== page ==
Smarter Budgets, Smarter Schools: How to Survive and Thrive in Tight Times

For school administrators and board members lost in the forest of books, reports, and briefs written on “doing more with less,” this outstanding volume provides a compass, map, and sturdy walking stick.

Finance guru (and former superintendent of Arlington [MA] Public Schools) Nathan Levenson offers rational, honest, and tangible ways for cash-strapped district leaders to shed budget heft without compromising student learning. Guided by four principles—embrace “crazy” ideas, analyze details to make informed decisions, spend on what works, and align interests—Levenson explains how to manage even the most sacrosanct of education-budget items (all without the need for legislative changes or union approval).

For example, district leaders should base funding on academic return on investment (A-ROI) determinations—cutting ineffective programs and beefing up those that see results. Take early investment in reading: In an average-sized elementary school (about 400 students), early reading intervention costs about $2,500 per child (and takes about three years to get struggling students up to grade level). Compare this with special-education referral and placement—which costs an additional $5,000 per year (for mild to moderately disabled students) and likely will last throughout the student’s K-12 career.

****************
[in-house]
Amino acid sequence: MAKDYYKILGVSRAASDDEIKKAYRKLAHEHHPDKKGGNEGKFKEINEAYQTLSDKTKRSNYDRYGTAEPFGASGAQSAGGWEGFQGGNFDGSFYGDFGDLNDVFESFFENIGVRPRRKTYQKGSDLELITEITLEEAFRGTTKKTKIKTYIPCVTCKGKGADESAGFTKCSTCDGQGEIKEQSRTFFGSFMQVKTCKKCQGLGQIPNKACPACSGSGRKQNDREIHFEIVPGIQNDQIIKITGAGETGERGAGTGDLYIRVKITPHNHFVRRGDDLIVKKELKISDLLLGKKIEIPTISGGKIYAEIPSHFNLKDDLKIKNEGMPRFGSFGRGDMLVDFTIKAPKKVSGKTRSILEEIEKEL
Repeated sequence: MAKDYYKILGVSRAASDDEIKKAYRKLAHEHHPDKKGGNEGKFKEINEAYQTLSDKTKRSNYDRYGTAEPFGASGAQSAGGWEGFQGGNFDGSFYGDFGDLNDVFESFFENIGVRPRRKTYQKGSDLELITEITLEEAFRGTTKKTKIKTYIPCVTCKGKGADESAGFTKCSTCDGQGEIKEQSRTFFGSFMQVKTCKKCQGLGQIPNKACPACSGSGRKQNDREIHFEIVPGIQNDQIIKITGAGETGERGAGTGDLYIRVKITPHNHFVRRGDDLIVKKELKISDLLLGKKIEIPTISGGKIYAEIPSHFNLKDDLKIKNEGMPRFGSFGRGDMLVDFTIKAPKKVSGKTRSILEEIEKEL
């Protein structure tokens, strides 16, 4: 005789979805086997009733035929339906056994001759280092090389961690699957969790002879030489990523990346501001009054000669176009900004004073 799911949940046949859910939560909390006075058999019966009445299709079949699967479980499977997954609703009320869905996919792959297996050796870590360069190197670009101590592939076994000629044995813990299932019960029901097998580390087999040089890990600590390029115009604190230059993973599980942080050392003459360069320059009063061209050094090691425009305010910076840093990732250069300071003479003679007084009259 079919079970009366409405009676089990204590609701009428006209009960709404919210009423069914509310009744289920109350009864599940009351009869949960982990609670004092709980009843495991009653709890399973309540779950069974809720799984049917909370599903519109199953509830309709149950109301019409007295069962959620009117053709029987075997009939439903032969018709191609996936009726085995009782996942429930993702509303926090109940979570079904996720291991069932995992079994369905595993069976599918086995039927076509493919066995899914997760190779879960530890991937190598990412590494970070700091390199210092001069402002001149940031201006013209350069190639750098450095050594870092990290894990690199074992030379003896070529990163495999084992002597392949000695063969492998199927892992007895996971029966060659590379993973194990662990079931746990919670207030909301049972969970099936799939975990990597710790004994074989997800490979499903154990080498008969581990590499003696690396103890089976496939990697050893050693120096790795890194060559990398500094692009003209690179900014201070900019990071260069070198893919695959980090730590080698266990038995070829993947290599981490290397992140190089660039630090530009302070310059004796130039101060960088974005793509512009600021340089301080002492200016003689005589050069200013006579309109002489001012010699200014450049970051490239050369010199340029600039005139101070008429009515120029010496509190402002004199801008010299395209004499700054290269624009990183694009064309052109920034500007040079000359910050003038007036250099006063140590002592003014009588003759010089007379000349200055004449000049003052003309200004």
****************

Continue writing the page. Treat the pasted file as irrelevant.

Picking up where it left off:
This need to look beyond singular budget line-items manifests in staffing costs as well. Superintendents must think about fully loaded costs (salary plus benefits) when planning for personnel shifts—and must be willing to think creatively about how to fill certain positions. Levenson provides an anecdote: To save the district long-term dollars, he reclassified a part-time clerical office position as “paraprofessional” (meaning that it didn’t qualify for benefits packages or fit union rules for automatic salary step increases). The first fully loaded cost totaled about $80,000 for the position instead of $350,000 in the old system.

Along with these insightful and concrete examples, Levenson provides sample budgets, staffing formulae, and worksheets—all geared toward helping readers find specific solutions to their individual districts’ budget woes. (The book also has a linked online tool that further simplifies this process for district admins.) It blazes a clear trail to leaner and more productive district spending—prepare to take notes.

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